How to Get IP When It’s Too Late to Patent

Is it too late for you to file a patent?

Did you miss a patent filing deadline? Or, did you not even know that patents had to be filed by a certain time after you begin selling your product? When potential clients call me after they’ve been selling their innovative products for awhile, I usually ask them why they didn’t file a patent. Answers vary. With all the noise on the web about patents being ineffective, I typically follow up by asking about their backup plan to stop copycats without patents. Invariably, I get no good answers. There was no backup plan.

Is there still a way to get IP if it is too late to patent your products?

Need IP when it is too late to file patents? Call US patent and trademark attorney Vic Lin at (949) 223-9623 or email to explore options to protect your innovation and stop competitors from copying your products.

Functional Features vs. Ornamental Features: What can you still protect?

At the outset, recognize that we are talking about protecting only ornamental, nonfunctional features. Let’s be crystal clear. It’s not the function, but the looks of your product that might be protectable if it’s too late to file a patent. These are the visual features that would have been appropriate for design patent protection.

Notice I said ornamental features, not ornamental products. A functional product can still have protectable ornamental features. It’s the visual feature we’re trying to protect, not necessarily the overall product.

Copyrights to the Rescue: A Second Chance to Obtain IP When It’s Too Late to Patent

It would help to be cautiously optimistic in these late situations. Not every visual feature will be copyrightable. Ornamental features must meet a 2-part separability test in order to obtain copyright protection according to the US Supreme Court case of Star Athletica v. Varsity Brands.

When it comes to registering copyrights, there are good news and bad news. The good news is that prior public disclosures do not prevent you from copyrighting your designs. The bad news is that it may quite challenging to obtain a copyright registration on your product.

What are copyright registration requirements for a product design?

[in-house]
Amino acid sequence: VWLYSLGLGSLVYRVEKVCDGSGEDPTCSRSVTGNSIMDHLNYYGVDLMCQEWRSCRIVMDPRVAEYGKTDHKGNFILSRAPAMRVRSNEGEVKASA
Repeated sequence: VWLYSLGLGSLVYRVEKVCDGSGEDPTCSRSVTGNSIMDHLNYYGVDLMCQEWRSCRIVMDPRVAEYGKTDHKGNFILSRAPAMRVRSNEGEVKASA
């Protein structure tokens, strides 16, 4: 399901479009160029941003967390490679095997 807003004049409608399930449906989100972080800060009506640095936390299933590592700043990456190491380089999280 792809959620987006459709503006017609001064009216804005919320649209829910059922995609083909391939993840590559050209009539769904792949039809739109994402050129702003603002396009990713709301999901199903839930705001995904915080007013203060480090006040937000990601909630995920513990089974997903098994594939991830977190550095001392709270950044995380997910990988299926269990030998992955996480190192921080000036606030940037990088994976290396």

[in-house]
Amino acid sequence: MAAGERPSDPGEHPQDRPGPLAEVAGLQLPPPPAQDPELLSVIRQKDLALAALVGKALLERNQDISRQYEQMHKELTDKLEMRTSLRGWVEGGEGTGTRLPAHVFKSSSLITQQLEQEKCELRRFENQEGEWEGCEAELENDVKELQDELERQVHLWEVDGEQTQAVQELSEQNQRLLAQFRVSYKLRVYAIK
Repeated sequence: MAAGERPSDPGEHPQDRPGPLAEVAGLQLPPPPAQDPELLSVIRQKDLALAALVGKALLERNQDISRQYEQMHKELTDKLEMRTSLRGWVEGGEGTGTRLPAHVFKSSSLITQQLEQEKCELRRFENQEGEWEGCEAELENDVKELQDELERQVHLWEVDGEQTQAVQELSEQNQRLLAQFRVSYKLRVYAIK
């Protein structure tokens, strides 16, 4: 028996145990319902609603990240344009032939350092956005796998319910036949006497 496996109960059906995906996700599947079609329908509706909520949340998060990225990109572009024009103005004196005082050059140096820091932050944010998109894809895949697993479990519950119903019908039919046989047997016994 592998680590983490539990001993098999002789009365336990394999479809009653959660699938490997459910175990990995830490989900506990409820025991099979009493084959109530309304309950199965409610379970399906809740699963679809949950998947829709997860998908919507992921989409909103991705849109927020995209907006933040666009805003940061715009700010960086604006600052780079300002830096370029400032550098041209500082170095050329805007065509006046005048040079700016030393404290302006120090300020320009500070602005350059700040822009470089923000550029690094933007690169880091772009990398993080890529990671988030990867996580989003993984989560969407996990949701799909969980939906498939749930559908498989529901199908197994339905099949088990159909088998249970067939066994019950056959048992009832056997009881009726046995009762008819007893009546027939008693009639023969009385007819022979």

At the outset, you must determine if the product or feature you wish to copyright is a useful article. If it is a useful article, then the feature must meet the following conditions to be copyrightable:

  1. be a 2-dimensional or 3-dimensional work that can be perceived as separate from the useful article; and
  2. qualify as a protectable, graphic, or sculptural work, either on its own or fixed in some other tangible medium, if it were imagined separately from the useful article.

For example, the 2-dimensional work at issue in the above copyright case consisted of surface decorations on cheerleading uniforms. The Supreme Court held that such features met the first requirement of being a work of art that can be perceived as separate from uniforms. The artwork also met the second condition since you could imagine removing the decorations and applying them to another medium.

When the features of your design consist of the three-dimensional shape of your product, expect a higher risk that the US Copyright Office will reject your copyright application. You would have an opportunity to argue that your work meets the separability test.

Can you trademark a product shape or feature?

Though it is possible to register a product shape as a trademark, it is very difficult to do so. Product shape trademarks, therefore, are very rare. In most cases, you should not count on trademarking your product shape as a fallback option for failing to obtain patents.

File a patent on a modified version of your product less than one year old?

Another option is to file a patent application on a modified version of your product that has not been publicly disclosed for more than one year. There are still drawbacks to this approach since you will need to disclose the older products as prior art. It is not an ideal solution, but you might have not the luxury of ideal options.

Need IP for a product that is too late to patent?

Instead of doing nothing, call patent and trademark attorney Vic Lin at (949) 223-9623 or email to explore how we might be able to get you IP rights and stop knockoff products.

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